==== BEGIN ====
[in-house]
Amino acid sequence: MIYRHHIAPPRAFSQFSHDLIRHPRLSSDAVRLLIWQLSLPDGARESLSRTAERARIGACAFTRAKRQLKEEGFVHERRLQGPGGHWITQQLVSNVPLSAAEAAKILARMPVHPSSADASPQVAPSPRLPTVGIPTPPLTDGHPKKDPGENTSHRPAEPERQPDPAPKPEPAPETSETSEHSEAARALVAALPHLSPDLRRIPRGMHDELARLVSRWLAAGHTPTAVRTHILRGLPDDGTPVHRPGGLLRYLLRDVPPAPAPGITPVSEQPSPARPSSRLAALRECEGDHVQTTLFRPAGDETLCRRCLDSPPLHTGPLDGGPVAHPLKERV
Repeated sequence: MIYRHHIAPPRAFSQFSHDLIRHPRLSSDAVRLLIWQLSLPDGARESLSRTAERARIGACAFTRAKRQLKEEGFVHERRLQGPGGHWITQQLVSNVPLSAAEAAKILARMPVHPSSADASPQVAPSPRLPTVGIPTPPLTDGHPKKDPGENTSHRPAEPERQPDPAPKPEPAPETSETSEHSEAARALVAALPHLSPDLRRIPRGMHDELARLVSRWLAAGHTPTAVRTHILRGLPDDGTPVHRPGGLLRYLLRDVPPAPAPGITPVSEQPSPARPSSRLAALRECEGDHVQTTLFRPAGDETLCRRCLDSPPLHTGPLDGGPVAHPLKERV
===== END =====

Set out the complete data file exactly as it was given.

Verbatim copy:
[in-house]
Amino acid sequence: MIYRHHIAPPRAFSQFSHDLIRHPRLSSDAVRLLIWQLSLPDGARESLSRTAERARIGACAFTRAKRQLKEEGFVHERRLQGPGGHWITQQLVSNVPLSAAEAAKILARMPVHPSSADASPQVAPSPRLPTVGIPTPPLTDGHPKKDPGENTSHRPAEPERQPDPAPKPEPAPETSETSEHSEAARALVAALPHLSPDLRRIPRGMHDELARLVSRWLAAGHTPTAVRTHILRGLPDDGTPVHRPGGLLRYLLRDVPPAPAPGITPVSEQPSPARPSSRLAALRECEGDHVQTTLFRPAGDETLCRRCLDSPPLHTGPLDGGPVAHPLKERV
Repeated sequence: MIYRHHIAPPRAFSQFSHDLIRHPRLSSDAVRLLIWQLSLPDGARESLSRTAERARIGACAFTRAKRQLKEEGFVHERRLQGPGGHWITQQLVSNVPLSAAEAAKILARMPVHPSSADASPQVAPSPRLPTVGIPTPPLTDGHPKKDPGENTSHRPAEPERQPDPAPKPEPAPETSETSEHSEAARALVAALPHLSPDLRRIPRGMHDELARLVSRWLAAGHTPTAVRTHILRGLPDDGTPVHRPGGLLRYLLRDVPPAPAPGITPVSEQPSPARPSSRLAALRECEGDHVQTTLFRPAGDETLCRRCLDSPPLHTGPLDGGPVAHPLKERV